“Throughout her time at the Council, Leonie has shown inspirational leadership, integrity, energy and has keenly applied these qualities to Christchurch’s rebuild. In 2012, Leonie was awarded the Association of Local Government Information Management (ALGIM) Excellence in Leadership Award.”

Key appointments

Council appoints new Head of Building Consenting

Robert WrightRobert Wright has been appointed Head of Building Consenting.

Robert is well known in the industry and has more than 27 years’ experience in building and resource management. Over the past three years, he has led the Operational Policy and Quality Improvement Unit, overseeing many of the improvements to the Council’s consent processing systems.


Head of Operational Policy and Quality Improvement

Steven May is the new Head of Operational Policy and Quality Improvement.

He comes to Christchurch from Grey District Council where he was Environmental Services Manager, and he has previously held roles as South Island Operations Manager for Immigration New Zealand and Regulatory Services Manager at Waitaki District Council.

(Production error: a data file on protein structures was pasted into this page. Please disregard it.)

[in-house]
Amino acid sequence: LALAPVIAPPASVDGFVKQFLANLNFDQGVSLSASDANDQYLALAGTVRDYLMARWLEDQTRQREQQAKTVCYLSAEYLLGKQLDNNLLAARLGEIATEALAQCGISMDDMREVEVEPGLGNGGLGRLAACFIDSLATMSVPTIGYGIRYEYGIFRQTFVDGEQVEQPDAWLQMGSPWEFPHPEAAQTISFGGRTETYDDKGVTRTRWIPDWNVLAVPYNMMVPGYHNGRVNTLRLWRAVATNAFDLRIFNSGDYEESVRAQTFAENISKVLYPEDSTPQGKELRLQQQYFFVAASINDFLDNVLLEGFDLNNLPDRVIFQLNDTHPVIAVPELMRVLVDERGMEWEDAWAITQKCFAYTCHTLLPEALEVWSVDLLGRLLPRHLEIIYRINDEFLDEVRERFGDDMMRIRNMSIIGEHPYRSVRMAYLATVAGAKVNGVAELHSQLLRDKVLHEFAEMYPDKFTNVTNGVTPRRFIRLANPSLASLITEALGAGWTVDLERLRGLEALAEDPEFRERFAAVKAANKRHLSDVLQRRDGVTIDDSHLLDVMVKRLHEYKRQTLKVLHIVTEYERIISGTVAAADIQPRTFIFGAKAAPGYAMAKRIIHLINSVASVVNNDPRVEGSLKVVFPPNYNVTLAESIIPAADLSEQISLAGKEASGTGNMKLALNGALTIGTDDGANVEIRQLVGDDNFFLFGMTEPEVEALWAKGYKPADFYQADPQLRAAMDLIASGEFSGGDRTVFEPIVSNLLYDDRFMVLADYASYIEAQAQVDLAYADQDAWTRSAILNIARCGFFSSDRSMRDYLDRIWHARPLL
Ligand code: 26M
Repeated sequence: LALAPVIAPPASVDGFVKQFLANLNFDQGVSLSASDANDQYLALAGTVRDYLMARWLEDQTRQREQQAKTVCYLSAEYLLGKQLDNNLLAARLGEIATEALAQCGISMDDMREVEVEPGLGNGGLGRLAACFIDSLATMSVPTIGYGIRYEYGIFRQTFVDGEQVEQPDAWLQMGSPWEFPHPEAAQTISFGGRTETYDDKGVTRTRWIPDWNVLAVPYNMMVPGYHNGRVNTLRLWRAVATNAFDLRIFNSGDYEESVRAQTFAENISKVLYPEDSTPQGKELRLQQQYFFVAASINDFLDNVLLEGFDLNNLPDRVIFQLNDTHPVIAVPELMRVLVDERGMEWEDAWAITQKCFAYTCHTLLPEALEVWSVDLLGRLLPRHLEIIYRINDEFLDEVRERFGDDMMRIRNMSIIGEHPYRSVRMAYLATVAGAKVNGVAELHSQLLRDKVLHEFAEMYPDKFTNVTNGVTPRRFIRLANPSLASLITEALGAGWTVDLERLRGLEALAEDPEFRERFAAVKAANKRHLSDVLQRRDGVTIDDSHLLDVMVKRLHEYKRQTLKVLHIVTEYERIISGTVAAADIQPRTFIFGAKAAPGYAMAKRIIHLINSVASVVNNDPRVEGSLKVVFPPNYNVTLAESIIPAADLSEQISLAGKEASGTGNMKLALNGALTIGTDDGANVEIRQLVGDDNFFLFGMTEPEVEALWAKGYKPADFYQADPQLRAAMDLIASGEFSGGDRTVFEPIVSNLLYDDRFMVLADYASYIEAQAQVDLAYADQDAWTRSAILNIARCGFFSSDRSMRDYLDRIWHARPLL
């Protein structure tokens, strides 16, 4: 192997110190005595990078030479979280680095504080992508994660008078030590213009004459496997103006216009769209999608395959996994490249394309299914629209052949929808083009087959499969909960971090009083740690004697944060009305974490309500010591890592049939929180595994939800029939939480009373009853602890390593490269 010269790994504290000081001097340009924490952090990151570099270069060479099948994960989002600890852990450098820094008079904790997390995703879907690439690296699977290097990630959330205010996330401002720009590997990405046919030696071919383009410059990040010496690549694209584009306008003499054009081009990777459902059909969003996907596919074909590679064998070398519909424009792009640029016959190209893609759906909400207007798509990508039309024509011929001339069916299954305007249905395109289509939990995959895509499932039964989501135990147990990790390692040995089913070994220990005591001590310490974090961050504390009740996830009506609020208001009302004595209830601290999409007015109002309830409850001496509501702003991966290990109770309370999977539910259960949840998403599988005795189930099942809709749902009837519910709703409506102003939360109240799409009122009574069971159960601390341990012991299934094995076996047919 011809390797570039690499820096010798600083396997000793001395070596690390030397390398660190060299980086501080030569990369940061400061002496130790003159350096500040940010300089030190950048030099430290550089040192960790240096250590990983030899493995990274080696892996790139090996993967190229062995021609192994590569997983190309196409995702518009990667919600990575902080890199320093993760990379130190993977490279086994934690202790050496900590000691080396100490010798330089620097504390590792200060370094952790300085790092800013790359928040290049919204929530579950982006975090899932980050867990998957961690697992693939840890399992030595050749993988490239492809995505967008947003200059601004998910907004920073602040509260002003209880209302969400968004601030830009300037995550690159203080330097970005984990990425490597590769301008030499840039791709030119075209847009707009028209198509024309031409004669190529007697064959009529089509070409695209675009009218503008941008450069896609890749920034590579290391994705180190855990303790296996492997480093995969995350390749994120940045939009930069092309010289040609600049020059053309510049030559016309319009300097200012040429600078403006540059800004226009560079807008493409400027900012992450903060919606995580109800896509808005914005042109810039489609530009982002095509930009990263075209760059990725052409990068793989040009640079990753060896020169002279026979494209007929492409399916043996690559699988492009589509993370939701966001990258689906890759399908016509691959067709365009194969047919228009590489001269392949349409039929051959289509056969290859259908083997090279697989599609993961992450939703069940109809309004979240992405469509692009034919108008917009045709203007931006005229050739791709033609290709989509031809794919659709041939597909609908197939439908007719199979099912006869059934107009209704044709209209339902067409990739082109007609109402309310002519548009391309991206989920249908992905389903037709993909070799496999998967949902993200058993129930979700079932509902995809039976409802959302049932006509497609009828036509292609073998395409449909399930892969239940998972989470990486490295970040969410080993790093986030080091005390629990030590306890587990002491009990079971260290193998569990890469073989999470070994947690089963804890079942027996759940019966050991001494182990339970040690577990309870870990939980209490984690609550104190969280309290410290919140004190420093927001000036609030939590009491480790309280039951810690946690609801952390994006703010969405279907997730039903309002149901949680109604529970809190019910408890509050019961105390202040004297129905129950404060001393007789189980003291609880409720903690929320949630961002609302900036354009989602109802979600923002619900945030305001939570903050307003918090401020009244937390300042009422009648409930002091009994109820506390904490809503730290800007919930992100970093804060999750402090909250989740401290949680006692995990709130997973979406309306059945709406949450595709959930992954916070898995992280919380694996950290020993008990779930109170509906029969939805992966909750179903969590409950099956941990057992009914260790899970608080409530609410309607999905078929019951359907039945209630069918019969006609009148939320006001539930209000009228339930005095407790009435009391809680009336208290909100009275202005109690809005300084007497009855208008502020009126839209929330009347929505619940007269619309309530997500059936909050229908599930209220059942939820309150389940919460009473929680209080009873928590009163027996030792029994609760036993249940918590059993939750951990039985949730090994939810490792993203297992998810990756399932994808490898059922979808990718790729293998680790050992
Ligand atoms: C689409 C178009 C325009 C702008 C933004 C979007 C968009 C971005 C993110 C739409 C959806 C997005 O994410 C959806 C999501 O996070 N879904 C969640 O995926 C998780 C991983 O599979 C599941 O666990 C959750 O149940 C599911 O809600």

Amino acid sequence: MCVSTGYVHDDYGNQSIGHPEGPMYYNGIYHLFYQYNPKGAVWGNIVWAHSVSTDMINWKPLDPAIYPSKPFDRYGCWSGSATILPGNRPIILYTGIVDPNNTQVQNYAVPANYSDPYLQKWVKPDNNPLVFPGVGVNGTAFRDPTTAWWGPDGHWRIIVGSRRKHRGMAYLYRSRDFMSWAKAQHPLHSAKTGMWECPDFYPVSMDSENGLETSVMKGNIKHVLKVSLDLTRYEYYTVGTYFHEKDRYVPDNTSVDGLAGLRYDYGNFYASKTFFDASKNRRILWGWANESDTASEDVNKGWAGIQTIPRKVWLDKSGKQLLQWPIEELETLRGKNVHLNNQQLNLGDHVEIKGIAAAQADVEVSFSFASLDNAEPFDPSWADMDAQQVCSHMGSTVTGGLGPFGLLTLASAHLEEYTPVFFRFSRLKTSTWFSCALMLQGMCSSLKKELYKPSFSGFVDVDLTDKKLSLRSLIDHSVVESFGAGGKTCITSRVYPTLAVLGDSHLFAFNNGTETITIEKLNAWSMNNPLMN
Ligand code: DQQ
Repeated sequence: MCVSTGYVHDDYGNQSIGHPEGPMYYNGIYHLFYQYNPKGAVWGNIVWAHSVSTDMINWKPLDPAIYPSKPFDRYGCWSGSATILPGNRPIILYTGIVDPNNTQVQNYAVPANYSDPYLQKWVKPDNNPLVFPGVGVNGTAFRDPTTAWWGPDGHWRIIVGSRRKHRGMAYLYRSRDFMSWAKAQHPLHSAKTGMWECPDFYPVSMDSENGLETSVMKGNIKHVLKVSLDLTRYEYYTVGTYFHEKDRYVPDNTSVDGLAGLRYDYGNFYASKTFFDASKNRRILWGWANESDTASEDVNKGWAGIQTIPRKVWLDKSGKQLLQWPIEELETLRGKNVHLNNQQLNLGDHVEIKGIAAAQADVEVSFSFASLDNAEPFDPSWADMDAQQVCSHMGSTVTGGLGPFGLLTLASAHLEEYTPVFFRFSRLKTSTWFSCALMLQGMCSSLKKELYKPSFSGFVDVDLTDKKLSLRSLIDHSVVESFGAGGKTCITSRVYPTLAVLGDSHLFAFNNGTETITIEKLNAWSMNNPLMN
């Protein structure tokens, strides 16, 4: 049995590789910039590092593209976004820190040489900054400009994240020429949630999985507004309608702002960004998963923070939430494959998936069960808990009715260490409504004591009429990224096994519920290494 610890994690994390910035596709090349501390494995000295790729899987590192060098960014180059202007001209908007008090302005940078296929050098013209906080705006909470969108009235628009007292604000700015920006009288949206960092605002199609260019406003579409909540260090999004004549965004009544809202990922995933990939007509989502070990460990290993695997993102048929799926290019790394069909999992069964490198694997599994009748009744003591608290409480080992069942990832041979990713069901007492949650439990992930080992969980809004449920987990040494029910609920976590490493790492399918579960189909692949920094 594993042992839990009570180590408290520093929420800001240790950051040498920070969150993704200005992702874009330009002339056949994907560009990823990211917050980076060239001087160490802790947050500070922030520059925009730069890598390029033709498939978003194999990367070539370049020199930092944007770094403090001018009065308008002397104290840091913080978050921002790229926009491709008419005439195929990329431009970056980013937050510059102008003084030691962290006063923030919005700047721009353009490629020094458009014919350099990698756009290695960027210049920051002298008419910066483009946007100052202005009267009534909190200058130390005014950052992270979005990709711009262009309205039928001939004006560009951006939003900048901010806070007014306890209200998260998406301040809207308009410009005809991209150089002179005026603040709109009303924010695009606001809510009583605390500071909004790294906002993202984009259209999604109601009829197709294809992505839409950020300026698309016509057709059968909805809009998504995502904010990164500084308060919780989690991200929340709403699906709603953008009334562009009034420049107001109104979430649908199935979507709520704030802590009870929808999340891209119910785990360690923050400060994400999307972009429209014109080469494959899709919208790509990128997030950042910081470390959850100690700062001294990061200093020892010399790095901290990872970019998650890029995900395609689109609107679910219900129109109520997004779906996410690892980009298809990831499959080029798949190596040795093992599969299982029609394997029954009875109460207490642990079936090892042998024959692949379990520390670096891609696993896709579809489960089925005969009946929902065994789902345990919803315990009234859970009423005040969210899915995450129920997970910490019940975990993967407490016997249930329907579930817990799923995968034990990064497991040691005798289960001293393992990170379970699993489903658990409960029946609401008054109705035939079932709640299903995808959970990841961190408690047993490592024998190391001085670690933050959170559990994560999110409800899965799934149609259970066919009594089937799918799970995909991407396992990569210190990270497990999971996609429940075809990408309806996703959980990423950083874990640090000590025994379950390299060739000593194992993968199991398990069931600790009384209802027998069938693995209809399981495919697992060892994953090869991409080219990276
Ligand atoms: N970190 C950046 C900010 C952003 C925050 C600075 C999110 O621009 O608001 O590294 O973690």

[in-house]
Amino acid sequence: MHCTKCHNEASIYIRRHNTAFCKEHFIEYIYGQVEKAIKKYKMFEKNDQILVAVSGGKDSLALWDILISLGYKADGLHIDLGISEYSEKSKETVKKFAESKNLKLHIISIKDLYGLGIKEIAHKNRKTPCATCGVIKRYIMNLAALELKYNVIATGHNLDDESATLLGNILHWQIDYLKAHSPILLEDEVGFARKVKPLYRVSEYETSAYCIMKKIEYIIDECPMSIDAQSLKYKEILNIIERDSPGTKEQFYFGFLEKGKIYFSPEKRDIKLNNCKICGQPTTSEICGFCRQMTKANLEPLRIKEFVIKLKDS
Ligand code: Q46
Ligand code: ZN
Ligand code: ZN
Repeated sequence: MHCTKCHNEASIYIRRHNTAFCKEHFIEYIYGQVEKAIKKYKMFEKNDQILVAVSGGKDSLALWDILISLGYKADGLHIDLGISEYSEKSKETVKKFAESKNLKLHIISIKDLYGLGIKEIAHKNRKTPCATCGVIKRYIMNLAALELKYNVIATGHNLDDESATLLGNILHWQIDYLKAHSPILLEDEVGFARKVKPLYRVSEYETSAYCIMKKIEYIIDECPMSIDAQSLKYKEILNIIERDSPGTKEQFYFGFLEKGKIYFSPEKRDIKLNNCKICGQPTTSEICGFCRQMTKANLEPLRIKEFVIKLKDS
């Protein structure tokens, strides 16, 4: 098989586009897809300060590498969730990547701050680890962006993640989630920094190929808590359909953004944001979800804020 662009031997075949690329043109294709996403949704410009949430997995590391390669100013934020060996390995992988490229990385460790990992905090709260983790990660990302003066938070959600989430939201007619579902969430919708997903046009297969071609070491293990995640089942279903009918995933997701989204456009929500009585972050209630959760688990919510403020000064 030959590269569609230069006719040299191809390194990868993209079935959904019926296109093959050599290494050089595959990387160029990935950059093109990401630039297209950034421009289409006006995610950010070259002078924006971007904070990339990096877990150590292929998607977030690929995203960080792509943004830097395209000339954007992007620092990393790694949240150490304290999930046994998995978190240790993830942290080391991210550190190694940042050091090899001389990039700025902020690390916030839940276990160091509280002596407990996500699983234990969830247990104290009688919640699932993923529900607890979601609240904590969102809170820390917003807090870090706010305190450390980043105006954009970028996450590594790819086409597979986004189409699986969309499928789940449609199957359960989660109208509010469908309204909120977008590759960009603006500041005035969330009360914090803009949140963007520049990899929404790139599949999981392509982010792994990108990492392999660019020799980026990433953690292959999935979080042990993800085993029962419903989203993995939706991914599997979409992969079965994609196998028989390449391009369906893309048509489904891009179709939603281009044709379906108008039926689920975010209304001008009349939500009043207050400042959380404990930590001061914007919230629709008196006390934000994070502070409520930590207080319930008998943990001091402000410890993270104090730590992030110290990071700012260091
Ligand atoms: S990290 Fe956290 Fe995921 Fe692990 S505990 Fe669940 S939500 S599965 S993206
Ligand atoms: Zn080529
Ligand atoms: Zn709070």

Eco Design Advisor offers sustainability advice

Julie VillardRight now in Christchurch, we’re building the world’s newest city. This means we’re after the innovative, the fresh, and the new. With this in mind, Christchurch City Council has appointed Julie Villard to the role of Eco Design Advisor to help with environmental sustainability.

The primary purpose of Julie’s role is to provide free, independent expert sustainable design advice to people designing, building or extensively renovating residential dwellings.
She will also be working in partnership with the building industry to encourage and educate around the benefits of eco-design with a focus on sustainable, affordable
solutions.

Julie has 10 years of architectural experience and is a qualified assessor for the NZ Green Building Council.

Avoid these common application oversights

A quality application will take less time to process. 

For building consents, the Council aims to accept applications within 24 hours of receipt. This means the processing of your application can begin as soon as possible.